Sunday, March 18, 2012

This Blog Will Be Quick…

just as quick as our lunch break between plantation tours.

The internet is a wonderful thing—especially for travelers. Otherwise, we probably wouldn’t have found B & C Seafood Riverside Market. In fact, we probably would have driven past assuming that this was a seafood market and not a combo market and café.

While I knew that there was a restaurant on the ground of Oak Alley—and one that for a tourist attraction got amazingly good reviews—I still wanted to find something more “mom and pop.” And reviews like this one by John Paul G. on sealed the deal: “Out-standing little Cajun restaurant in Vacherie, LA....
(D)espite its location next to the tourist attractions that are plantations, it is solidly a local's place as well as tourist spot.

“ is staffed by some of the finest, nicest people you'll likely ever meet. Having family from much of Louisiana, most of them swamp-footed Cajuns, I felt right at home here. Sat back and shot the breeze with them for a while. Was even greeted the minute I walked in the door (on the market side of the restaurant) by a friendly ol' Cajun fella who offered up a handshake and a smile. That set the tone right there and I knew I was in a great spot. The service was quick, friendly and attentive.”

The restaurant was fairly empty when we arrived just before noon, but soon was almost full to capacity with the diners being a mix of fellow travelers and locals. Just behind Chuck was a very large manly man who managed to devour three pounds of boiled crawfish and a pound of boiled shrimp in—at max—twenty minutes. He was an eating machine. I wish I could have gotten a photo of him but, in a rare burst of discretion, thought better of it.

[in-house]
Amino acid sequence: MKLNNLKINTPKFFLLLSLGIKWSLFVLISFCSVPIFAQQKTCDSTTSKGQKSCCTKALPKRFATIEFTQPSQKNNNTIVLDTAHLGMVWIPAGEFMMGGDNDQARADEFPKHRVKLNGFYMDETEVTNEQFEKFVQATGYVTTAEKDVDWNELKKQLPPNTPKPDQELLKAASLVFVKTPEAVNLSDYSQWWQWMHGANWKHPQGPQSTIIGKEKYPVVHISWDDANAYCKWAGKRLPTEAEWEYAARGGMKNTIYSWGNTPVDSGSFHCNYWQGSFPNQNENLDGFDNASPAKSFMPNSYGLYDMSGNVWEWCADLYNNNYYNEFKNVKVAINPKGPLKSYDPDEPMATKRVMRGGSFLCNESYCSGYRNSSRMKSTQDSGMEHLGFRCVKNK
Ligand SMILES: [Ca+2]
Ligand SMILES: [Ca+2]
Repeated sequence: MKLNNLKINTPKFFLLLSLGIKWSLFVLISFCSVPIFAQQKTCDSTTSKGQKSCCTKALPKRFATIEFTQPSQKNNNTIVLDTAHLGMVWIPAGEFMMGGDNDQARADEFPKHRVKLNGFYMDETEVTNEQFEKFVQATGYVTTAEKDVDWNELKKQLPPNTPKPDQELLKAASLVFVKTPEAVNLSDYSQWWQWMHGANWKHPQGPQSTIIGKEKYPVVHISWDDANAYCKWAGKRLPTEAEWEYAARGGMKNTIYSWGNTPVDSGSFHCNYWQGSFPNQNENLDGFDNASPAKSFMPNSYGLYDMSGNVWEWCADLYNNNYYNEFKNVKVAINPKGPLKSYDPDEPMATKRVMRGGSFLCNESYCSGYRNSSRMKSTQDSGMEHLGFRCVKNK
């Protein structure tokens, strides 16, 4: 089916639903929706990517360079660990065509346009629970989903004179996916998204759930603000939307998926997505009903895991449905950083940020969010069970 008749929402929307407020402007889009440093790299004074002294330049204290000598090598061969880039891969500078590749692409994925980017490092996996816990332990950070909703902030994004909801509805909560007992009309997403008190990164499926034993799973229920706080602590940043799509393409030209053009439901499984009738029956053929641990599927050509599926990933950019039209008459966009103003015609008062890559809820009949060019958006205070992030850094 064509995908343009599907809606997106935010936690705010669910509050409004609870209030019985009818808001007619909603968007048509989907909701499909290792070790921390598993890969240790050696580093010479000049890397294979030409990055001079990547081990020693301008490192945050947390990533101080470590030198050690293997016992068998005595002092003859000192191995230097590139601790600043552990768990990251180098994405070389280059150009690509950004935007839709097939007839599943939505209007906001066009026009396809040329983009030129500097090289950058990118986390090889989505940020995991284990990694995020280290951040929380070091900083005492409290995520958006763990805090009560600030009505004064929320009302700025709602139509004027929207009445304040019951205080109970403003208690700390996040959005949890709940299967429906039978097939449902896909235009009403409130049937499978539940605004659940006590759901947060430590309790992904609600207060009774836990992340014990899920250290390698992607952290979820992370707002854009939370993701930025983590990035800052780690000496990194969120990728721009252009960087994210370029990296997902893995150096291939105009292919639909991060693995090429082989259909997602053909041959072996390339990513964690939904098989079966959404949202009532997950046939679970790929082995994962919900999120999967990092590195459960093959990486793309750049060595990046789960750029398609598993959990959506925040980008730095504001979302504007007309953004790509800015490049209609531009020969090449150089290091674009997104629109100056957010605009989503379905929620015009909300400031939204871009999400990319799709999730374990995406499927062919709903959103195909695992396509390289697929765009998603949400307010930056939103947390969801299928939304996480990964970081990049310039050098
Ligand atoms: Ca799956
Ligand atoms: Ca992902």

Since the day was warm and humid and we had another plantation to visit, we wanted to eat light. This is not easy in Southern Louisiana. Chuck settled on a bowl of chicken and sausage gumbo that came with an ice cream scoop-size portion of potato salad. The gumbo had a nice intense dark roux flavor with plenty of smoke and spice from the sausage. This contained an abundance of shredded chicken along with numerous discs of sausage. Fortunately, the amount of rice was modest or otherwise it would have been “so much for a light lunch.” And using the technique of taking a small bit of potato salad on the spoon and then scooping up the gumbo resulted in an interesting taste combination.

I went with a cup of seafood gumbo (no photo) and an order of Crawfish Kickers. The gumbo was even better than the excellent one I ate at Bon Creole Lunch Counter in New Iberia and is now Number One on my seafood gumbo list. It was full of crab shreds and small shrimp in a roux-based broth that wasn’t as intense than Chuck’s gumbo. It must have been made with a house-made stock that imparted the flavor of seafood throughout. When I told our server how much I enjoyed this gumbo, she told us that the owner makes the gumbos every morning.

The Crawfish Kickers were a smaller version of the Crawfish Boulettes (small balls) I have eaten elsewhere. They are a mixture of crawfish, bread crumbs, green onion, and seasonings ground together, formed into balls, rolled in crumbs, and deep fat fried. These weren’t as finely ground as others I have eaten, which I enjoyed.

We really didn’t sample much of the menu, but since we both thoroughly enjoyed our selections, we give B & C Seafood a 4.0 Addie rating.

To review the role of Adler, Kitty Humbug, and the Addie rating system, read the November 14, 2011 blog.

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